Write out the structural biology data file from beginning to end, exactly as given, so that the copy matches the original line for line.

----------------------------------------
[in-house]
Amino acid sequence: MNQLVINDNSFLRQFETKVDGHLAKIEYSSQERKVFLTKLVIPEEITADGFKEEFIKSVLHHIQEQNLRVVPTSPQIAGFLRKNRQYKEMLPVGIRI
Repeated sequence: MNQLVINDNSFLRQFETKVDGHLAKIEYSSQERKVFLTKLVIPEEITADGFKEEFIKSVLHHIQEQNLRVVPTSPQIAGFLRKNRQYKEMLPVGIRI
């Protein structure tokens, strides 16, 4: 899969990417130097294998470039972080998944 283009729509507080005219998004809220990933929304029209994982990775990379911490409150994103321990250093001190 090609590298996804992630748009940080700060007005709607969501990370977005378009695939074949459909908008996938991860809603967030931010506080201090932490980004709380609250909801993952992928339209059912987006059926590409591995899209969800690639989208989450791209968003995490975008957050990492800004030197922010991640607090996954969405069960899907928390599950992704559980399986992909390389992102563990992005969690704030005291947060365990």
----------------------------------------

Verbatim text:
[in-house]
Amino acid sequence: MNQLVINDNSFLRQFETKVDGHLAKIEYSSQERKVFLTKLVIPEEITADGFKEEFIKSVLHHIQEQNLRVVPTSPQIAGFLRKNRQYKEMLPVGIRI
Repeated sequence: MNQLVINDNSFLRQFETKVDGHLAKIEYSSQERKVFLTKLVIPEEITADGFKEEFIKSVLHHIQEQNLRVVPTSPQIAGFLRKNRQYKEMLPVGIRI
């Protein structure tokens, strides 16, 4: 899969990417130097294998470039972080998944 283009729509507080005219998004809220990933929304029209994982990775990379911490409150994103321990250093001190 090609590298996804992630748009940080700060007005709607969501990370977005378009695939074949459909908008996938991860809603967030931010506080201090932490980004709380609250909801993952992928339209059912987006059926590409591995899209969800690639989208989450791209968003995490975008957050990492800004030197922010991640607090996954969405069960899907928390599950992704559980399986992909390389992102563990992005969690704030005291947060365990």